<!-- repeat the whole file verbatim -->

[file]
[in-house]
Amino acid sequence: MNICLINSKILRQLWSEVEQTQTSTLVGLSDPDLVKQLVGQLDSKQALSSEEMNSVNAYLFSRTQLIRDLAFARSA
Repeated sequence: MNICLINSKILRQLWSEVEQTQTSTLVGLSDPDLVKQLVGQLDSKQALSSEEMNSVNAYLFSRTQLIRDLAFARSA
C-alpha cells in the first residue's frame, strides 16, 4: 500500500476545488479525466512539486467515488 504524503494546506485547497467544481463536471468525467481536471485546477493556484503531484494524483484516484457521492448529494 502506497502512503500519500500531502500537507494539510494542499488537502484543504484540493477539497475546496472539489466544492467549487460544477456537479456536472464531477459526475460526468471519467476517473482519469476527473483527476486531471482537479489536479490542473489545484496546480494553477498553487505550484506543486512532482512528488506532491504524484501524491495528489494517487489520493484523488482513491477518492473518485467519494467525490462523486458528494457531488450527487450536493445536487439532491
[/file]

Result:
[in-house]
Amino acid sequence: MNICLINSKILRQLWSEVEQTQTSTLVGLSDPDLVKQLVGQLDSKQALSSEEMNSVNAYLFSRTQLIRDLAFARSA
Repeated sequence: MNICLINSKILRQLWSEVEQTQTSTLVGLSDPDLVKQLVGQLDSKQALSSEEMNSVNAYLFSRTQLIRDLAFARSA
C-alpha cells in the first residue's frame, strides 16, 4: 500500500476545488479525466512539486467515488 504524503494546506485547497467544481463536471468525467481536471485546477493556484503531484494524483484516484457521492448529494 502506497502512503500519500500531502500537507494539510494542499488537502484543504484540493477539497475546496472539489466544492467549487460544477456537479456536472464531477459526475460526468471519467476517473482519469476527473483527476486531471482537479489536479490542473489545484496546480494553477498553487505550484506543486512532482512528488506532491504524484501524491495528489494517487489520493484523488482513491477518492473518485467519494467525490462523486458528494457531488450527487450536493445536487439532491